End the Punch-and-Judy politics

A less confrontational, more thoughtful era of politics has to start with David Cameron.

In British politics, Punch and Judy are for ever in and out of favour. David Cameron, as a new leader of the Conservative Party, promised an end to Punch-and-Judy-style debating, but then couldn't resist a bit of it. Blair was the same.

I guess even a saint, standing in front of everyone in the playground as they all shout "You're rubbish!", would respond eventually.

So I was pleased to see a tweet on today's PMQs from the Times's columnist David Aaronovitch today which said:

Rather enjoying the lobby's disappointment at PMQs not being a pointless slanging match.

Contrast that with a blog from Iain Martin at the Wall Street Journal, who claims that without the "Punch and Judy of politics" PMQs are "boring".

I, however, believe there is a way of getting this right.

In my fantasy world, David Cameron arrives as PM and sends out messages to all members of government saying that parliament is going to be totally different from now on.

It is no longer the intention to win "points" according to the Press Gallery's rules at Prime Minister's Questions. Instead, even if his tongue is bleeding from biting it, Cameron will resist the baiting and treat every questioner with the respect that his or her constituents deserve.

Cameron also communicates to all backbenchers, "No cheering and no jeering. We are in a serious and sober time in politics."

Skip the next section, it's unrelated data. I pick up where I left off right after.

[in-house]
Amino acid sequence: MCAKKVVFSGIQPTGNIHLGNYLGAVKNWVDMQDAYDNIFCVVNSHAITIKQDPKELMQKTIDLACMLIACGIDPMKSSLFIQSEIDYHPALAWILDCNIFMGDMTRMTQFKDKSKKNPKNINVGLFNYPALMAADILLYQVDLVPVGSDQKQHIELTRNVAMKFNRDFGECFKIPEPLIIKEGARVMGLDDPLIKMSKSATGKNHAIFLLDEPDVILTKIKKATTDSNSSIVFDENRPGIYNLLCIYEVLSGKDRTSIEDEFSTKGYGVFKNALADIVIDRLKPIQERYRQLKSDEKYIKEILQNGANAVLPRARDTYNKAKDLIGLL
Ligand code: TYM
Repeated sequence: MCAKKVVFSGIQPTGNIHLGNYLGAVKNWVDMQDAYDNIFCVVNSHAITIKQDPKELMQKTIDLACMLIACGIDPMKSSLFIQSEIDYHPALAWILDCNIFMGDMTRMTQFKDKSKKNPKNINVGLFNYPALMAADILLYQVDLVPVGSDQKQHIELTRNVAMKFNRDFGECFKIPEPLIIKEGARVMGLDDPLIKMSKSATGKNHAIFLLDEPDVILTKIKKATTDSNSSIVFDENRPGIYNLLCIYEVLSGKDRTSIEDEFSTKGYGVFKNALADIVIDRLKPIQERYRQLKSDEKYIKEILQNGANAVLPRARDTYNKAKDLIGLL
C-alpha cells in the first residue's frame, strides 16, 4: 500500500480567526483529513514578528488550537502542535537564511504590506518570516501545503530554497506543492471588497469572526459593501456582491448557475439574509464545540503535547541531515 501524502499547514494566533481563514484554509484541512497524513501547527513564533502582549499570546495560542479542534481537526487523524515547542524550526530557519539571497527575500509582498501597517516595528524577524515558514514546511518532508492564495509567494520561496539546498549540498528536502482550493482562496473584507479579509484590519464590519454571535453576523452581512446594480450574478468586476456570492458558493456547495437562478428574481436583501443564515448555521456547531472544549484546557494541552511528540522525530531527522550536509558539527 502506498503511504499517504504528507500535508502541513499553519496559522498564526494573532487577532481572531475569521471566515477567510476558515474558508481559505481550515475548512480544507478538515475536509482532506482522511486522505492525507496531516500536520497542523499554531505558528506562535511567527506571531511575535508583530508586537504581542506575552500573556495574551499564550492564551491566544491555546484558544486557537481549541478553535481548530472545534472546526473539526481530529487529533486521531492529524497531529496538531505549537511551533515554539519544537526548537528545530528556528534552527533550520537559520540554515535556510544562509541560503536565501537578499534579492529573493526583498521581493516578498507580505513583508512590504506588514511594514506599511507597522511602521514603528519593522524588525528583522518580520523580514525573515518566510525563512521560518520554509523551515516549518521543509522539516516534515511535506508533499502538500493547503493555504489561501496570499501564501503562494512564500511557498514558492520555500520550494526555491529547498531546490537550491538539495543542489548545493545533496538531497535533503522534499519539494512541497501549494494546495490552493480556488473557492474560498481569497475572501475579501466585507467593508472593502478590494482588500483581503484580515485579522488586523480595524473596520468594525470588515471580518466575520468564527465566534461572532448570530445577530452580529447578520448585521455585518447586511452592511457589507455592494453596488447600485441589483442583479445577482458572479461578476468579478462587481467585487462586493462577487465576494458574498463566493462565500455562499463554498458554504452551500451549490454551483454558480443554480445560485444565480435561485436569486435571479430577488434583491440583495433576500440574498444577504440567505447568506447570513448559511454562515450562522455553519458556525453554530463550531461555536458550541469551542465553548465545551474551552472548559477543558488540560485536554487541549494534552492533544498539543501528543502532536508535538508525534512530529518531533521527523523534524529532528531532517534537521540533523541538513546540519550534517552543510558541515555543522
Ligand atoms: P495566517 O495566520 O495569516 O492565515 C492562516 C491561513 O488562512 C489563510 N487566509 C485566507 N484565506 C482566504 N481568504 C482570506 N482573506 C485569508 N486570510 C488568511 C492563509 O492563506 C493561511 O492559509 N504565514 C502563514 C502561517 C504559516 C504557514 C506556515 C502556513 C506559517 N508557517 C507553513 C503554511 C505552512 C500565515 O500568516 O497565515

Just before the election, I found myself in a dubious situation at the arch Tory Carlton Club. The guest of honour was Margaret Thatcher. The person sitting next to me, who does not mix in typical Tory circles, asked me why all these rather bumptious men at the dinner kept shouting in über-posh voices: "Har, har, har!" I had to explain that they were saying, "Hear, hear."

If someone tuned in to PMQs without being a regular, they would ask similar questions.

To the wits of parliament, a Punch-and-Judy ban would be sheer torture. Could someone like William Hague or Michael Gove make it through their departmental questions without a witty putdown?

I would much rather see a parliament where someone is lauded for strong economic policies than one where that same person is sanctified for coming up with a "Stalin to Mr Bean" pay-off line.

Cameron himself would have to resist his weekly pre-rehearsed soundbites, criticising Ed Milliband's pre-rehearsed soundbites. Would someone like Ed Balls become uncomfortable and exposed in a debating scenario where the questions are searching but from which the invective is absent?

When a political reporter gives a politician points out of ten for PMQs, it is often based entirely on how well the MP bitch-slapped his or her opponent, not on the substance of the issue.

But if respect for politicians has never been lower and we have been doing PMQs the same way for years, isn't it time to try something different?

Come on, Cameron, you can change this. Nobody else can. It starts with you.

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The Women's March against Trump matters – but only if we keep fighting

We won’t win the battle for progressive ideas if we don’t battle in the first place.

Arron Banks, UKIP-funder, Brexit cheerleader and Gibraltar-based insurance salesman, took time out from Trump's inauguration to tweet me about my role in tomorrow's Women’s March Conservative values are in the ascendancy worldwide. Thankfully your values are finished. . . good”.

Just what about the idea of women and men marching for human rights causes such ill will? The sense it is somehow cheeky to say we will champion equality whoever is in office in America or around the world. After all, if progressives like me have lost the battle of ideas, what difference does it make whether we are marching, holding meetings or just moaning on the internet?